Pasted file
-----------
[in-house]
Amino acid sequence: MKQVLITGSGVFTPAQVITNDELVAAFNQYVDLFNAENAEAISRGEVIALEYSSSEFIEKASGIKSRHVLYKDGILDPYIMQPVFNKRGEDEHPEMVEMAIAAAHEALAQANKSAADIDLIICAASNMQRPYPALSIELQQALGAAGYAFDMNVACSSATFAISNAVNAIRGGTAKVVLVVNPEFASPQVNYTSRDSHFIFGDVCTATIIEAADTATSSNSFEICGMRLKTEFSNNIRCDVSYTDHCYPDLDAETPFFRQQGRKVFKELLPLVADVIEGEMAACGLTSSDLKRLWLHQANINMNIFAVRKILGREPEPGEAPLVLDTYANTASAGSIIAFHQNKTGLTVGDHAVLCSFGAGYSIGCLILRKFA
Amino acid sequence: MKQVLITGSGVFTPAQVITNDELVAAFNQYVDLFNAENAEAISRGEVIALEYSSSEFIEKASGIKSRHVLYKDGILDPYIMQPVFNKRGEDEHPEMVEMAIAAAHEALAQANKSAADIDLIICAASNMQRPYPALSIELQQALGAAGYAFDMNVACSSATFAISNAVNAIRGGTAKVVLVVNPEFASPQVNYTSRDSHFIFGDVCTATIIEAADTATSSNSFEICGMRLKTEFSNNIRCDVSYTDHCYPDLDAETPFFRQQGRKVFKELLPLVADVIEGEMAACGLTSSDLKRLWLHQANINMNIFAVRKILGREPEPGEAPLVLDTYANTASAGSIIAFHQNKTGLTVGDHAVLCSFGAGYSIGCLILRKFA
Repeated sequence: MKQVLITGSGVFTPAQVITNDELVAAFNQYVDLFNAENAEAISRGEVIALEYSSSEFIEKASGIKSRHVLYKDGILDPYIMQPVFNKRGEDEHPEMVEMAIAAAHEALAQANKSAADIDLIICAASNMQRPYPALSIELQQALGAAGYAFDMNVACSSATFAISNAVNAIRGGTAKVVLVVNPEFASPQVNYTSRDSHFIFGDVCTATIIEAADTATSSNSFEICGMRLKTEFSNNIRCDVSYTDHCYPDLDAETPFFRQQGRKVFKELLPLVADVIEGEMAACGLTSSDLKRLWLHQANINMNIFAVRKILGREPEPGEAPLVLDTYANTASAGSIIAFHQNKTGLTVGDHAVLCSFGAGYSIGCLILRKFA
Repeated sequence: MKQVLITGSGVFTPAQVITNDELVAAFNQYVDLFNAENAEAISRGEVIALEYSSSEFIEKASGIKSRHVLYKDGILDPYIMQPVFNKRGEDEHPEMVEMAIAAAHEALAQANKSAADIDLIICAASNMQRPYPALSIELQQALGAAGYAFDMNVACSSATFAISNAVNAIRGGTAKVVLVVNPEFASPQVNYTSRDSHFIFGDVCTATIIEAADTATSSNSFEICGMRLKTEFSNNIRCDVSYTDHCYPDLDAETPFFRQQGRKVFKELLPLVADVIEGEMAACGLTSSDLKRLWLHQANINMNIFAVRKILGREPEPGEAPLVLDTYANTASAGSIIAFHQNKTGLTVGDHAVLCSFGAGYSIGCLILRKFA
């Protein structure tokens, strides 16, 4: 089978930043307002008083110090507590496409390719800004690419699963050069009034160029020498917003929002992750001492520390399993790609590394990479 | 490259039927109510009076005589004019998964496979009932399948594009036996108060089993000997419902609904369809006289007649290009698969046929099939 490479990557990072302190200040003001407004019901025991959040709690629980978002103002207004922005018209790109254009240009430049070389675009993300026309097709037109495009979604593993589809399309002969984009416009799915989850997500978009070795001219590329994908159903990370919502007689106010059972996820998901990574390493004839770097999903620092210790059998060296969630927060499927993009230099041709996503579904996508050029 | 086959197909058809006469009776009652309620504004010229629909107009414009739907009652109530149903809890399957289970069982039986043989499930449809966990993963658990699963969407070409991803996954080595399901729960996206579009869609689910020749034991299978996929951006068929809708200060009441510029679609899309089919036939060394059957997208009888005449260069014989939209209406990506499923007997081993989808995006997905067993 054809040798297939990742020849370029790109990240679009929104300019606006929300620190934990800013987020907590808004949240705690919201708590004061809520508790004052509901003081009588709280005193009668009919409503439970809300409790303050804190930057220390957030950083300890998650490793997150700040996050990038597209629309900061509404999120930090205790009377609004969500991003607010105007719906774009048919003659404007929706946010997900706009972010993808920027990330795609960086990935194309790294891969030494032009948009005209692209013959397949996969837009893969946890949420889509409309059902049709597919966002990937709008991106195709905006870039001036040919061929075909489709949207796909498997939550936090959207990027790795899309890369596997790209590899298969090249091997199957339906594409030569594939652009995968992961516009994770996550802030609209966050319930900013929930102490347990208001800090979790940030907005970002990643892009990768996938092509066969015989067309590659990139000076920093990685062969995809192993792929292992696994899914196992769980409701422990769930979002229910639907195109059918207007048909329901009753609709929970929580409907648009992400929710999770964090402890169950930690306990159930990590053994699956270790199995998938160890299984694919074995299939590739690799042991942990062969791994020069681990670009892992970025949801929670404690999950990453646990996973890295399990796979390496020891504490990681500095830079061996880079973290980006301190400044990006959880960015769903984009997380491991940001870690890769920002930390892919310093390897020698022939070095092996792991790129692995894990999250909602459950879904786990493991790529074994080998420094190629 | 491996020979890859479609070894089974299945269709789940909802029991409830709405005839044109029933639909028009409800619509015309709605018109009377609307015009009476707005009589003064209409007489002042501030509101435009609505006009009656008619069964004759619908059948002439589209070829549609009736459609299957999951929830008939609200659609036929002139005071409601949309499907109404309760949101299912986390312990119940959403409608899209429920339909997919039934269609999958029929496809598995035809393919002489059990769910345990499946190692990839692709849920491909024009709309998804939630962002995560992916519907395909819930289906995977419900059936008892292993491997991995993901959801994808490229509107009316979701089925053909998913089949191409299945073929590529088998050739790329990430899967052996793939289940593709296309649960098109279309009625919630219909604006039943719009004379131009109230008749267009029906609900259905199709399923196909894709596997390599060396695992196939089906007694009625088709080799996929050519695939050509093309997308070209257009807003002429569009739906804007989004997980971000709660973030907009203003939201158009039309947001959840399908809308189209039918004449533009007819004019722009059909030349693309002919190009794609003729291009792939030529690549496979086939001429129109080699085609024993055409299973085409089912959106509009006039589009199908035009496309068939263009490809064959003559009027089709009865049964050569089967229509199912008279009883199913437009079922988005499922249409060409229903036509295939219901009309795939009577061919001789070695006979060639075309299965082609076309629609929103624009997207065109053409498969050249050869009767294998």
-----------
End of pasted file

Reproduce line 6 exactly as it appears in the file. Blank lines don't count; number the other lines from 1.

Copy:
């Protein structure tokens, strides 16, 4: 089978930043307002008083110090507590496409390719800004690419699963050069009034160029020498917003929002992750001492520390399993790609590394990479 | 490259039927109510009076005589004019998964496979009932399948594009036996108060089993000997419902609904369809006289007649290009698969046929099939 490479990557990072302190200040003001407004019901025991959040709690629980978002103002207004922005018209790109254009240009430049070389675009993300026309097709037109495009979604593993589809399309002969984009416009799915989850997500978009070795001219590329994908159903990370919502007689106010059972996820998901990574390493004839770097999903620092210790059998060296969630927060499927993009230099041709996503579904996508050029 | 086959197909058809006469009776009652309620504004010229629909107009414009739907009652109530149903809890399957289970069982039986043989499930449809966990993963658990699963969407070409991803996954080595399901729960996206579009869609689910020749034991299978996929951006068929809708200060009441510029679609899309089919036939060394059957997208009888005449260069014989939209209406990506499923007997081993989808995006997905067993 054809040798297939990742020849370029790109990240679009929104300019606006929300620190934990800013987020907590808004949240705690919201708590004061809520508790004052509901003081009588709280005193009668009919409503439970809300409790303050804190930057220390957030950083300890998650490793997150700040996050990038597209629309900061509404999120930090205790009377609004969500991003607010105007719906774009048919003659404007929706946010997900706009972010993808920027990330795609960086990935194309790294891969030494032009948009005209692209013959397949996969837009893969946890949420889509409309059902049709597919966002990937709008991106195709905006870039001036040919061929075909489709949207796909498997939550936090959207990027790795899309890369596997790209590899298969090249091997199957339906594409030569594939652009995968992961516009994770996550802030609209966050319930900013929930102490347990208001800090979790940030907005970002990643892009990768996938092509066969015989067309590659990139000076920093990685062969995809192993792929292992696994899914196992769980409701422990769930979002229910639907195109059918207007048909329901009753609709929970929580409907648009992400929710999770964090402890169950930690306990159930990590053994699956270790199995998938160890299984694919074995299939590739690799042991942990062969791994020069681990670009892992970025949801929670404690999950990453646990996973890295399990796979390496020891504490990681500095830079061996880079973290980006301190400044990006959880960015769903984009997380491991940001870690890769920002930390892919310093390897020698022939070095092996792991790129692995894990999250909602459950879904786990493991790529074994080998420094190629 | 491996020979890859479609070894089974299945269709789940909802029991409830709405005839044109029933639909028009409800619509015309709605018109009377609307015009009476707005009589003064209409007489002042501030509101435009609505006009009656008619069964004759619908059948002439589209070829549609009736459609299957999951929830008939609200659609036929002139005071409601949309499907109404309760949101299912986390312990119940959403409608899209429920339909997919039934269609999958029929496809598995035809393919002489059990769910345990499946190692990839692709849920491909024009709309998804939630962002995560992916519907395909819930289906995977419900059936008892292993491997991995993901959801994808490229509107009316979701089925053909998913089949191409299945073929590529088998050739790329990430899967052996793939289940593709296309649960098109279309009625919630219909604006039943719009004379131009109230008749267009029906609900259905199709399923196909894709596997390599060396695992196939089906007694009625088709080799996929050519695939050509093309997308070209257009807003002429569009739906804007989004997980971000709660973030907009203003939201158009039309947001959840399908809308189209039918004449533009007819004019722009059909030349693309002919190009794609003729291009792939030529690549496979086939001429129109080699085609024993055409299973085409089912959106509009006039589009199908035009496309068939263009490809064959003559009027089709009865049964050569089967229509199912008279009883199913437009079922988005499922249409060409229903036509295939219901009309795939009577061919001789070695006979060639075309299965082609076309629609929103624009997207065109053409498969050249050869009767294998």